Offer guidance. Considering how few young adults receive any kind of guidance from the adults in their lives regarding credit management, it can be helpful to encourage your parents to get involved. "It's a truism of parenting that we all want our children to do better than we did," Norris says. "Parents can instill great financial habits in their children by emphasizing the importance of making on-time bill payments and avoiding credit card debt." Your parents can pass down their wisdom and help you establish a healthy relationship with money -- but you might need to ask for that help.

Establishing Credit Responsibly Is Key

There's no getting around it: Building good credit is crucial to accomplishing your financial goals. But it can also be risky, especially if you're borrowing money without much experience handling debt. To make sure your credit-building efforts are successful, be sure to manage your credit wisely.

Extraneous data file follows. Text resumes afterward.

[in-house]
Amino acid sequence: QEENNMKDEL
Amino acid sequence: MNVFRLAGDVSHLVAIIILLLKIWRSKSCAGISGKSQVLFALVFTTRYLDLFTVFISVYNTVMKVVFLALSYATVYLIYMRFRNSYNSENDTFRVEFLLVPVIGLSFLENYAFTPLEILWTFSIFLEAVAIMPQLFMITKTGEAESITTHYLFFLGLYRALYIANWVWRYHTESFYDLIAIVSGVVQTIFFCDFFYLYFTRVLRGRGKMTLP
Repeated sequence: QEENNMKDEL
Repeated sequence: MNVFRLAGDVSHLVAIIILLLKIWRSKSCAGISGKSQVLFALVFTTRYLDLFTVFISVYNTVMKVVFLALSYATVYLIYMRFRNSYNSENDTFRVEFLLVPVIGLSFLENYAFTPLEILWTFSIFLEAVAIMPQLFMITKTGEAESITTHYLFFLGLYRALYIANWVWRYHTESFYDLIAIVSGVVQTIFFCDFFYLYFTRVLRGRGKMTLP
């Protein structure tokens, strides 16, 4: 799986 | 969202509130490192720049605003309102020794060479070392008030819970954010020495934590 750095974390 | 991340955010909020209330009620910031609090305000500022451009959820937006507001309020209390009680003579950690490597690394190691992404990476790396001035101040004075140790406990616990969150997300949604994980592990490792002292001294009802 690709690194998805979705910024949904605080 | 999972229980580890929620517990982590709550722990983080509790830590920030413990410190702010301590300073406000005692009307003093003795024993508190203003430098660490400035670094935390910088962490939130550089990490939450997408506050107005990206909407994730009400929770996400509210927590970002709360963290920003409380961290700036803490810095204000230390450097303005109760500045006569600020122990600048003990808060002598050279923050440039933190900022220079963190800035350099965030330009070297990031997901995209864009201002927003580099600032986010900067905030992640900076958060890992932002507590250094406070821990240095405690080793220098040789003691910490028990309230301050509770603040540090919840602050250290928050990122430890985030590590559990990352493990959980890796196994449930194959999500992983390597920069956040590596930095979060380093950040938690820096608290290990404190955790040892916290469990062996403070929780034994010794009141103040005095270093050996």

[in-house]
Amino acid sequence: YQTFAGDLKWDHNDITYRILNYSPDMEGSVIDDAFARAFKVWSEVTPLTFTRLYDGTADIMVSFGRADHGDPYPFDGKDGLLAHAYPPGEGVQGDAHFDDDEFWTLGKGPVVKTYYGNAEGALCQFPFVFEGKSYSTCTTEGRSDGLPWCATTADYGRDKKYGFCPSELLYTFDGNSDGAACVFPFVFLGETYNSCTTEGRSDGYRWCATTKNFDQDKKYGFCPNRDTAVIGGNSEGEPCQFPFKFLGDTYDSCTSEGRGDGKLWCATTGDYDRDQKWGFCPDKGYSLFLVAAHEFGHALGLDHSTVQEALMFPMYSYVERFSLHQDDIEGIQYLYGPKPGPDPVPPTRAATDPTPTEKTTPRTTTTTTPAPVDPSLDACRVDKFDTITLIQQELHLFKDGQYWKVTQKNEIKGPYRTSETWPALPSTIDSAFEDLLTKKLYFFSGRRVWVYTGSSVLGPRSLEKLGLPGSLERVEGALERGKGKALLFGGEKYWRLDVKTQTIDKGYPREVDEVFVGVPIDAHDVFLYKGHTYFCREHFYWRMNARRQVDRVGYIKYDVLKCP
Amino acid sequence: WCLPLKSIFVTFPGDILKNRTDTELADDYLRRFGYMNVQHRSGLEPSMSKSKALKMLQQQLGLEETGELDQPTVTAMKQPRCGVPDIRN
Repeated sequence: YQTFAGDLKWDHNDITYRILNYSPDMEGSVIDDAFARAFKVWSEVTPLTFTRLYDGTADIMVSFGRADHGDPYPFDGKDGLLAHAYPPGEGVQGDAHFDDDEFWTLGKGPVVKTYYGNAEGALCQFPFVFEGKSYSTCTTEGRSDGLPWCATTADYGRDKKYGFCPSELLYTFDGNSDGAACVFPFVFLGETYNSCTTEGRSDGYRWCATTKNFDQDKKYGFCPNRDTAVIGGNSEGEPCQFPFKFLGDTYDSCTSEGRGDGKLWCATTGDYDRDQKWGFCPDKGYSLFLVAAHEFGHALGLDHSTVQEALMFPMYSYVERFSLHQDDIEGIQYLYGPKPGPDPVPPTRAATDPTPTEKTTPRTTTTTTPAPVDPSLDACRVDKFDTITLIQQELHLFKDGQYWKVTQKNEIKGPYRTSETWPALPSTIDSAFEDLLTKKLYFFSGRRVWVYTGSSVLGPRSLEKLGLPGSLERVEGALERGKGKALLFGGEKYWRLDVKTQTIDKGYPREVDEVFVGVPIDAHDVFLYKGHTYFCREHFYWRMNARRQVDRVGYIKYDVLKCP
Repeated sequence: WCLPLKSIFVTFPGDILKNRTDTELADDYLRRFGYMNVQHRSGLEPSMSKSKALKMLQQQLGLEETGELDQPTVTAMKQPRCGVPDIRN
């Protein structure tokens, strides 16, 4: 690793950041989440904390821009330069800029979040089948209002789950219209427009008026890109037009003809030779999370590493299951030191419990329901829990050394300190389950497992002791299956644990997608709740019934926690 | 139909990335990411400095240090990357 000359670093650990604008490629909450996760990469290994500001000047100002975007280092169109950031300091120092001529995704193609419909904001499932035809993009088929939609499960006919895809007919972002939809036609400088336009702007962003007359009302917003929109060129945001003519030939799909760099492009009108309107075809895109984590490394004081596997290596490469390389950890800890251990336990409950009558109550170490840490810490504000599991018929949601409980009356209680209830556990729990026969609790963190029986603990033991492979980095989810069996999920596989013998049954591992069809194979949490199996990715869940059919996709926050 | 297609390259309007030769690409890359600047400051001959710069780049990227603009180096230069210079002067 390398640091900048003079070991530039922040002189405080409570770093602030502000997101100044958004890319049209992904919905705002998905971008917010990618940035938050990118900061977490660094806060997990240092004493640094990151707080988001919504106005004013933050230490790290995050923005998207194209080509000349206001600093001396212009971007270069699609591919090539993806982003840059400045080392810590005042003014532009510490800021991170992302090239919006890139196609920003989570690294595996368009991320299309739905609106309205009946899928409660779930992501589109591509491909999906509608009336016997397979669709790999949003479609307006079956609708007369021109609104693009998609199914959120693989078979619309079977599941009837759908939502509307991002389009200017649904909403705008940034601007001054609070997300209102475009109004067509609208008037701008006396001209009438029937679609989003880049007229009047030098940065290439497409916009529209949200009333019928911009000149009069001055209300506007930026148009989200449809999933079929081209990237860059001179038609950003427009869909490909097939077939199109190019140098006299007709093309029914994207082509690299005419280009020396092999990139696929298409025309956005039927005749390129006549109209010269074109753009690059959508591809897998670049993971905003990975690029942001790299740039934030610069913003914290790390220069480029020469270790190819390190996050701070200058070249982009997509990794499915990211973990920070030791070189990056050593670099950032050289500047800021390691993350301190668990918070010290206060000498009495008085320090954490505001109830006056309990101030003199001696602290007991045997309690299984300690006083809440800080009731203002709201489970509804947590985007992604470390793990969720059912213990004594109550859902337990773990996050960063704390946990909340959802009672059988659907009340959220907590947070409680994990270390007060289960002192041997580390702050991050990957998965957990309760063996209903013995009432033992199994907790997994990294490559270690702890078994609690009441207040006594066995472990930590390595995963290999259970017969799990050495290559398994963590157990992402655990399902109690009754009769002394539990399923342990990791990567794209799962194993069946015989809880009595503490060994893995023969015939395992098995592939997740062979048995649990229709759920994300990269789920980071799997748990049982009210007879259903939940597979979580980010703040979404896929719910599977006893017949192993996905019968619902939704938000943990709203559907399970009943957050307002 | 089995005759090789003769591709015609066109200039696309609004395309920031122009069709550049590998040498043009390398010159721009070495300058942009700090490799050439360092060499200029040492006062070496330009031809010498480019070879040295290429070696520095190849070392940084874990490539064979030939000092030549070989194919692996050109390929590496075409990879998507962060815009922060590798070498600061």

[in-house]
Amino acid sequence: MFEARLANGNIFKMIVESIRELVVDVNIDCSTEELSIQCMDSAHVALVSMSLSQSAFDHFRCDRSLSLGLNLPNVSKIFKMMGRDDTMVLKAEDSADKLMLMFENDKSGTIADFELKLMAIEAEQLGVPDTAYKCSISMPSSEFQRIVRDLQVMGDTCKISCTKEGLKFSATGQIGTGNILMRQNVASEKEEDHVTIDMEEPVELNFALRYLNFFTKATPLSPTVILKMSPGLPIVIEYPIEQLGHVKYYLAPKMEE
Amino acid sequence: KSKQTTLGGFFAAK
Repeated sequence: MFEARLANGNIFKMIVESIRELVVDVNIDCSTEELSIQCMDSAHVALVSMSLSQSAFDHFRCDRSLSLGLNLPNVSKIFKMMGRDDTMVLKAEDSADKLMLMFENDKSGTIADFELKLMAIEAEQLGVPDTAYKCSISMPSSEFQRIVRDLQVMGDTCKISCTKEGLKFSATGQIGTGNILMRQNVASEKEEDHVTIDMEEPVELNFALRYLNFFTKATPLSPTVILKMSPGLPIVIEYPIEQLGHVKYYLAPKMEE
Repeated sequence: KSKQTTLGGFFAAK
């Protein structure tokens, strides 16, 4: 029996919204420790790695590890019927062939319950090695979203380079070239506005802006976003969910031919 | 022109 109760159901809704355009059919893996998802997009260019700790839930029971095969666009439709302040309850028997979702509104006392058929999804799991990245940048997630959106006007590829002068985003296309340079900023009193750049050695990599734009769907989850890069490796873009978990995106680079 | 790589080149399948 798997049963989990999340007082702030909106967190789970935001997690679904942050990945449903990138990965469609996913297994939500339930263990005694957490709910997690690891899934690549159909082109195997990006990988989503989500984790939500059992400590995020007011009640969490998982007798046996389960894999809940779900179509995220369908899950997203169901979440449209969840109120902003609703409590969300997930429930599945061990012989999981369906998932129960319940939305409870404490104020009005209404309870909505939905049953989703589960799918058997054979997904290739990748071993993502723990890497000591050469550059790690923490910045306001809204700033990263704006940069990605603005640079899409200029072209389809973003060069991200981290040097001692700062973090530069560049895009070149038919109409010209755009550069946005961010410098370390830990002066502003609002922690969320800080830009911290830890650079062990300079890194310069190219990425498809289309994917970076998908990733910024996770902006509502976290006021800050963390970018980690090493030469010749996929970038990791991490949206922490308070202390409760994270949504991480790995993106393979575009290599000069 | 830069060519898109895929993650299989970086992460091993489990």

[Read: Best Secured Credit Cards.]

One of the best moves you can make is to pay all your bills on time. That's because payment history is the most heavily weighted factor in calculating your FICO credit score, accounting for 35 percent. "Late payments or delinquent accounts can be reported to the credit bureaus and hurt your credit score," Millstein says. "To build credit, you need to show that you are responsible for borrowing money and paying it back in a timely manner."

You should also be cautious about spending and avoid taking on more debt than you can afford to pay back, especially high-interest debt. "Credit cards can really be a double-edged sword, as they come with high interest rates and potentially lots of fees," Millstein says.

"Make sure you have all of your income and expenses laid out so that at the end of each month you know exactly how much money you have left over," he says. Millstein recommends picking one budget item, such as a utility bill or cellphone bill, to charge to your credit card each month, and then pay it off right away. "This is the safe way to use credit to improve your credit rating without getting bogged down with credit card debt."